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Peter Davis

An writer at FOMOdrive

  • Feb 12, 2024
  • 2 min read

The Bank of Russia assessed the impact of the Wagner rebellion on the ruble exchange rate

Russian ruble coins staying on pile of coins

On Tuesday, the dollar dropped below the 90 rubles/$ mark.

The Bank of Russia elucidated the recent devaluation of the ruble.

The currency was probably bought on the market by the largest banks.

The Kremlin does not perceive any danger to the economic security of Russia as a result of the depreciation of the Russian currency.

On Tuesday, the dollar fell below the 90 ruble mark. This marks the third consecutive day of the Russian currency strengthening, after it hit its lowest point since March of last year at around 94 rubles per dollar last week.

In its June "Financial Market Risk Review," the Bank of Russia attempted to elucidate the plummet of the ruble exchange rate last month, which saw a decrease of more than 10% against the dollar.

In June, there were numerous interpretations of the events that transpired - ranging from a major transaction involving Russian assets to the influence of the "Prigozhin rebellion" on the currency exchange rate.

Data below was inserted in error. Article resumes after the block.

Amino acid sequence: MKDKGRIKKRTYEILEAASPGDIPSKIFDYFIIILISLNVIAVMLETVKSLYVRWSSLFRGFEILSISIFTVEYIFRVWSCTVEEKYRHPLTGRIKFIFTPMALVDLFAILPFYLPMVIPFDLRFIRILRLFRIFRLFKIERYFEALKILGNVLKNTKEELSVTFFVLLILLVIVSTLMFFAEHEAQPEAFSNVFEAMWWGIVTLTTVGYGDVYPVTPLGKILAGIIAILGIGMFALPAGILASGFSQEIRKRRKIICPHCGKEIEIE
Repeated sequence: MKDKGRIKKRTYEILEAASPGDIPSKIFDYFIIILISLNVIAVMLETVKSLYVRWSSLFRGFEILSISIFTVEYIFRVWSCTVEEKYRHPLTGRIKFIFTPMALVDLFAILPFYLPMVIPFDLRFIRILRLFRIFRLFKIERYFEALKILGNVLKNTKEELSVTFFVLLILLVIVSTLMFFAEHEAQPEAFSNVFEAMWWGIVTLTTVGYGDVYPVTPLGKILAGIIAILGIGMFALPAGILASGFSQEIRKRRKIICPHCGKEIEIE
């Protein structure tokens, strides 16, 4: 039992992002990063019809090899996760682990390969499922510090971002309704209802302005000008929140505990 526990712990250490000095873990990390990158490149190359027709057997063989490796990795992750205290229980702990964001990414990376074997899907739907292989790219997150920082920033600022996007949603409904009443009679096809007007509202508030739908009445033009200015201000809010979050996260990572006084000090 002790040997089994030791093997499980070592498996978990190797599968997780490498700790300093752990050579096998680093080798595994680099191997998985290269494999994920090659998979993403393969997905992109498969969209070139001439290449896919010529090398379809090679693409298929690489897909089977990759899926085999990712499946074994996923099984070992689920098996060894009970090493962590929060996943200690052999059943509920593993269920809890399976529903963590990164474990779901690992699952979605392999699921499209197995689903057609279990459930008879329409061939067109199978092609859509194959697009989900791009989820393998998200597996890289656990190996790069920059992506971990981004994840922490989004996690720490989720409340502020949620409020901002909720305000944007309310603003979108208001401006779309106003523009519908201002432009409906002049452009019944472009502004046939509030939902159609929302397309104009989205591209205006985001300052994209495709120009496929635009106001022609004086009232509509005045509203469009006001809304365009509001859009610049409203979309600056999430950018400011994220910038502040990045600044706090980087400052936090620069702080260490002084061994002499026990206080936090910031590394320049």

”The Bank of Russia has stated that the Wagner PMC mutiny on June 23-25 had a negligible effect on the monthly fluctuations of the ruble. The main decrease in the ruble's value was mainly due to a decrease in foreign currency income from Russian exports.

RBC reported that the largest exporters saw a 22.9% decrease in their net sales of foreign currency in June, amounting to $7 billion, despite selling around 90% of their foreign exchange earnings.

The share of the three largest buyers of foreign currency has grown significantly in the market, with the "largest" buyer increasing its market share from 10% to 40%. Altogether, these three buyers now account for almost 60% of the market, though the identities of these buyers remain undisclosed.

The depreciation of the exchange rate has caused some corporate borrowers to need to convert their foreign currency loans into rubles, which has partially explained the purchases of foreign currency by banks. This has resulted in the banks needing to balance their open foreign exchange positions.

Net purchases of foreign currency by the population amounted to only 300 million rubles, according to the Central Bank's report, with almost no effect on the market.

Dmitry Peskov, the presidential spokesman, has stated that the decline of the ruble does not present a danger to the economic security of the Russian Federation. He remarked that "the situation is better than anticipated."

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